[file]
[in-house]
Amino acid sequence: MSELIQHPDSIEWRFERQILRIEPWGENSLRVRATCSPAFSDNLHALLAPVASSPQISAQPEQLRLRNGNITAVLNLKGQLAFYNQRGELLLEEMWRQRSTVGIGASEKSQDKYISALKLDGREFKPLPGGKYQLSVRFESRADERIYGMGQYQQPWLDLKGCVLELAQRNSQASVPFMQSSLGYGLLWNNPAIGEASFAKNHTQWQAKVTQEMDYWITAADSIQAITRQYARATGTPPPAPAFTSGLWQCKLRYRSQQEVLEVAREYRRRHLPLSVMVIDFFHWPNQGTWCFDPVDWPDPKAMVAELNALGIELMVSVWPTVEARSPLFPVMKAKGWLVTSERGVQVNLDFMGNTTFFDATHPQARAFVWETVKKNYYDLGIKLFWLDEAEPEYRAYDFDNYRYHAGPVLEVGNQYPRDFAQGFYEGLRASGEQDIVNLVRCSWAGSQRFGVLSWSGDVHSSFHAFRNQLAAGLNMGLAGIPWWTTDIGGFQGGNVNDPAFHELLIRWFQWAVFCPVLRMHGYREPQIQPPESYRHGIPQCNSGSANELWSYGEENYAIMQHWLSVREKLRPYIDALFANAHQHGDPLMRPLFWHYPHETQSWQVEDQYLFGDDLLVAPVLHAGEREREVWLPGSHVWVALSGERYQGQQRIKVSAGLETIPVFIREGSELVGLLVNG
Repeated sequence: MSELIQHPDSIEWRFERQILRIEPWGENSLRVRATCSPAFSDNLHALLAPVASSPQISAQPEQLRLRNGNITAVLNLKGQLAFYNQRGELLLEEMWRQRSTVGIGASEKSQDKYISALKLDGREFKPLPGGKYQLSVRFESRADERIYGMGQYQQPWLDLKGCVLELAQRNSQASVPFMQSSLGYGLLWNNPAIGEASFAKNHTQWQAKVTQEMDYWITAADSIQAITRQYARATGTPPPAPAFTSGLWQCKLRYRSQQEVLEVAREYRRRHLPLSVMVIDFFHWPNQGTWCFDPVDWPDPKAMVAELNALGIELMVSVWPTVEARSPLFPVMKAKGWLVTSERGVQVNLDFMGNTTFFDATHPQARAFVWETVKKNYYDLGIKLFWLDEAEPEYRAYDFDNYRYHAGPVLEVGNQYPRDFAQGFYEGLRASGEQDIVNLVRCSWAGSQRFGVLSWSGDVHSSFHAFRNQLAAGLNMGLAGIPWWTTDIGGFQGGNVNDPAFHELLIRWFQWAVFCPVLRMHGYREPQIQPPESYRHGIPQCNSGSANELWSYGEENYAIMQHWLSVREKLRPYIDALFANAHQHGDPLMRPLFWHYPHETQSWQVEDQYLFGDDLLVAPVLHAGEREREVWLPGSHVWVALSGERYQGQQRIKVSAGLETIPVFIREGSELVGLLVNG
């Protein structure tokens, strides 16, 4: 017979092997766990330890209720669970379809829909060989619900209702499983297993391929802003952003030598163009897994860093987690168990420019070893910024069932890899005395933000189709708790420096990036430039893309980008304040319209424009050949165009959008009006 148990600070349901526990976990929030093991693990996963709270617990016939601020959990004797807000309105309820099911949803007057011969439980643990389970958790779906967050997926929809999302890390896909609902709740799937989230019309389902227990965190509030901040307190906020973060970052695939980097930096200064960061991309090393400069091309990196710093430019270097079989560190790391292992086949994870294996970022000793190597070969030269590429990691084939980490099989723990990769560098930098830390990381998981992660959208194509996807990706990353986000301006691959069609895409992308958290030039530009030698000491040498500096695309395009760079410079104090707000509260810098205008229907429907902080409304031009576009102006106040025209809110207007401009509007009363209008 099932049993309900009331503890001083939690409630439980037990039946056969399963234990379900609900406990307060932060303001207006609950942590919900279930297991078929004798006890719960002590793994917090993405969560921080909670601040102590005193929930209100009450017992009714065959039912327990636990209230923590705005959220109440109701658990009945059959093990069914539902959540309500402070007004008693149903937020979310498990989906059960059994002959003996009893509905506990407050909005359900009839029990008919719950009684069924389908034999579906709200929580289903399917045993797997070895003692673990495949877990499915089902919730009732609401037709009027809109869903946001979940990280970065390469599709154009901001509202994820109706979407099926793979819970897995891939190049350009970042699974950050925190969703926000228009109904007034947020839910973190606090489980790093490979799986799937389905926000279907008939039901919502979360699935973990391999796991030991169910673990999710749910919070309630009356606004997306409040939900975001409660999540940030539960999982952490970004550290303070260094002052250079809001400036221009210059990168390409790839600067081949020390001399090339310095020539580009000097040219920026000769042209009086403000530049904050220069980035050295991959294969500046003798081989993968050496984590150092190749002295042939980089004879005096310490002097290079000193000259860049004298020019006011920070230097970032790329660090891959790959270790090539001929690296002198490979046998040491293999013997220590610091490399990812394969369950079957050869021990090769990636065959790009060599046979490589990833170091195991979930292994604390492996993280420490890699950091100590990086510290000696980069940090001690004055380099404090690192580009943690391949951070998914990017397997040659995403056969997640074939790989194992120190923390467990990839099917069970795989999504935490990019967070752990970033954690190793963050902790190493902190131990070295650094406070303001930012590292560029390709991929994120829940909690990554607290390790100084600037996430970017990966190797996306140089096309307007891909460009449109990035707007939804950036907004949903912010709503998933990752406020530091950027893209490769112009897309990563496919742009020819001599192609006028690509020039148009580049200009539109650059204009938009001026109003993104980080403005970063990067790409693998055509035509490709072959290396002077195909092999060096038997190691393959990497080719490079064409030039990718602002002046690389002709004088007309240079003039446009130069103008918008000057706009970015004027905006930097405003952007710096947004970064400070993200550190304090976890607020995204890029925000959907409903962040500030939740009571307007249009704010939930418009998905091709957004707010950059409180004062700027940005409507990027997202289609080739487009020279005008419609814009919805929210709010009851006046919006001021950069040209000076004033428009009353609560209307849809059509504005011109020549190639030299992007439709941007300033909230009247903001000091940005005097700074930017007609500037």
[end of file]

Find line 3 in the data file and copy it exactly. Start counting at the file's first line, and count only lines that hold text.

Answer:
Repeated sequence: MSELIQHPDSIEWRFERQILRIEPWGENSLRVRATCSPAFSDNLHALLAPVASSPQISAQPEQLRLRNGNITAVLNLKGQLAFYNQRGELLLEEMWRQRSTVGIGASEKSQDKYISALKLDGREFKPLPGGKYQLSVRFESRADERIYGMGQYQQPWLDLKGCVLELAQRNSQASVPFMQSSLGYGLLWNNPAIGEASFAKNHTQWQAKVTQEMDYWITAADSIQAITRQYARATGTPPPAPAFTSGLWQCKLRYRSQQEVLEVAREYRRRHLPLSVMVIDFFHWPNQGTWCFDPVDWPDPKAMVAELNALGIELMVSVWPTVEARSPLFPVMKAKGWLVTSERGVQVNLDFMGNTTFFDATHPQARAFVWETVKKNYYDLGIKLFWLDEAEPEYRAYDFDNYRYHAGPVLEVGNQYPRDFAQGFYEGLRASGEQDIVNLVRCSWAGSQRFGVLSWSGDVHSSFHAFRNQLAAGLNMGLAGIPWWTTDIGGFQGGNVNDPAFHELLIRWFQWAVFCPVLRMHGYREPQIQPPESYRHGIPQCNSGSANELWSYGEENYAIMQHWLSVREKLRPYIDALFANAHQHGDPLMRPLFWHYPHETQSWQVEDQYLFGDDLLVAPVLHAGEREREVWLPGSHVWVALSGERYQGQQRIKVSAGLETIPVFIREGSELVGLLVNG